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cloud burst in form of dog

May 19, 2011

With a drizzle coming down gently from the Seattle-like grey blanket over Austin, let us think of snails, death, life, and the dog, Rumo.

It’s been pretty dry for the last two months except for that banging thunderstorm last week and the tame rain now. Last week’s storm sent cracks loud enough for me to feel and set my cat and dog a-scattering. Two months is about the same amount of time we’ve (the man and I) been lucky enough to get to know Rumo, our very own rescue.

I’ve developed a relationship with the space behind my apartment, a hilly piece of land surrounded by one high stone-fence and one low stone-wall. Some trees. A lot of trash (which I will clean up after these damn dirty residents). The area’s true function is a large run-off. There’s this perfect stretch at the bottom of the slope that serves as a great dog run; also, we’ve turned it into the dog doody domain.

dog doody domain turns into mass grave

run-off, doody domain, dog run, pond: it's all that stuff.

Now, this run-off served its purpose last week with what turned into an instant pond. During the pouring rain, big drops bounced and Rumo wouldn’t allow his own release to bounce, too (side note: must train to pee in scary thunderstorm). This overflow was gone by late afternoon. The water magically disappeared and a spongy ground greeted Rumo and I.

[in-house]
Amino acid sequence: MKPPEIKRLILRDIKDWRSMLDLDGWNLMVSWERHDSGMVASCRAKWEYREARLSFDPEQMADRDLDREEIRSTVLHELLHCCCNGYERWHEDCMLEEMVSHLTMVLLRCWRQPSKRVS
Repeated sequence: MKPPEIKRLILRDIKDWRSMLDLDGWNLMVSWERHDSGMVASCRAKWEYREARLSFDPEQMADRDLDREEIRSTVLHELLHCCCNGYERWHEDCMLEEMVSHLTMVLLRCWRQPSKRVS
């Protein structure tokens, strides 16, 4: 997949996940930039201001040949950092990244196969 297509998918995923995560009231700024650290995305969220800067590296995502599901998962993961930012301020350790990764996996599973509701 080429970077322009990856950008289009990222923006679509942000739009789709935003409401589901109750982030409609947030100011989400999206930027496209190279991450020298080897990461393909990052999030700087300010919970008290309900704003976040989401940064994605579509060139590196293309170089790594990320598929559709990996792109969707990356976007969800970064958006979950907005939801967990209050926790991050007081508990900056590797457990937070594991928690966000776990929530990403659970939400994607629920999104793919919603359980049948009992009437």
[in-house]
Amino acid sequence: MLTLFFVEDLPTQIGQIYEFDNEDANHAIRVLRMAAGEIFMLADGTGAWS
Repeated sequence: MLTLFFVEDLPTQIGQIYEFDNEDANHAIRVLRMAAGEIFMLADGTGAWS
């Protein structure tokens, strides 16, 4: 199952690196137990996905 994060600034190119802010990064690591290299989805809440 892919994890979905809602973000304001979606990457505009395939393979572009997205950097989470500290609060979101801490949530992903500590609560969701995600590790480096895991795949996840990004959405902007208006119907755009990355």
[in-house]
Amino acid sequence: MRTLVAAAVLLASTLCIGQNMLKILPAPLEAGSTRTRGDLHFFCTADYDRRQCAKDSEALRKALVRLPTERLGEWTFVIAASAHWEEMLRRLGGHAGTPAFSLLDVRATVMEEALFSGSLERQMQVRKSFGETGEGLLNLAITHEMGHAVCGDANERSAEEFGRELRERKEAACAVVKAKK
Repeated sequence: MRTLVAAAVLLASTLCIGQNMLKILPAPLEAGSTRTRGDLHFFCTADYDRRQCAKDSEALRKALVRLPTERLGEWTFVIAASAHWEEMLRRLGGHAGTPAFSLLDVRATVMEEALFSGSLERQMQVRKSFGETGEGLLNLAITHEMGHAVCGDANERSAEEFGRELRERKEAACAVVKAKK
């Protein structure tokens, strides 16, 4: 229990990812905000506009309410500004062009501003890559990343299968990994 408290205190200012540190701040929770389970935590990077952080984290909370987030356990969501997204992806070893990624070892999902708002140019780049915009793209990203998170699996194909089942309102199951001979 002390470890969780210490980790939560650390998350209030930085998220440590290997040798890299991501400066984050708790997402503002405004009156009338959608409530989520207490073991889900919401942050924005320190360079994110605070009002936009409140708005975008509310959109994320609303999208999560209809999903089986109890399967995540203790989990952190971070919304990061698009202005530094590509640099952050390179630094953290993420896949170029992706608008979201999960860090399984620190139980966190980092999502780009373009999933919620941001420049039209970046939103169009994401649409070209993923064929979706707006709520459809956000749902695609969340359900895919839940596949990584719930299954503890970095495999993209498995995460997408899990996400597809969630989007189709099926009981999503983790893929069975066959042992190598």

Water is a life-giver. It is also a life-taker. The taking, I didn’t notice, until a few days later. While Rumo ran around, doing canine things like sticking his nose into the dirt and lifting a pointer paw, I stood on the low stone wall, the height of a step, and took note of a debris pile of branches and twigs along the wall.

Nonchalantly, I saw a shiny thing from afar. “Hmm,” I thought to myself, “pearly and spirally.” My eyes re-focused. Yup, a snail shell about 1-inch long. I bent over to take a closer look. It turned into this magic-eye trick when I took in the breadth of the pile and realized there were way more than that one 1-inch long shell. There were multiple others, half the size, and over again, half of that half size.

A snail graveyard. “How many,” I wondered, “were there?” In a loose field-science method, I counted how many were within the area of my hand in one corner. I came up with 10 snail shells and counted how many of my hand made up the cluster. About 30. Then I looked at the height which was about ½ of an inch. I estimated 2 layers of shells. The result: 600 snail shells total.

The observed debris pile wasn’t alone, an even-larger deposit was further along in the corner of the lot. Mass graves.

Death laid all around me. I looked over at Rumo and was thankful he was alive. When we got him from Austin Pets Alive!, we found out he was on the waiting list to be euthanized at another shelter. They rescued him, and then we found him hopping around in his cage, full of energy.

A perfectly healthy, delightful, and wonderful dog. I’ve loved him all along. But that love has only grown and finally broke heavy through the clouds in the form of raindrops. Even as others were dying, he was living.

yes, he's alive.

Object of my affection and this blog post.

2 Comments leave one →
  1. Stacy permalink
    May 19, 2011 11:21 am


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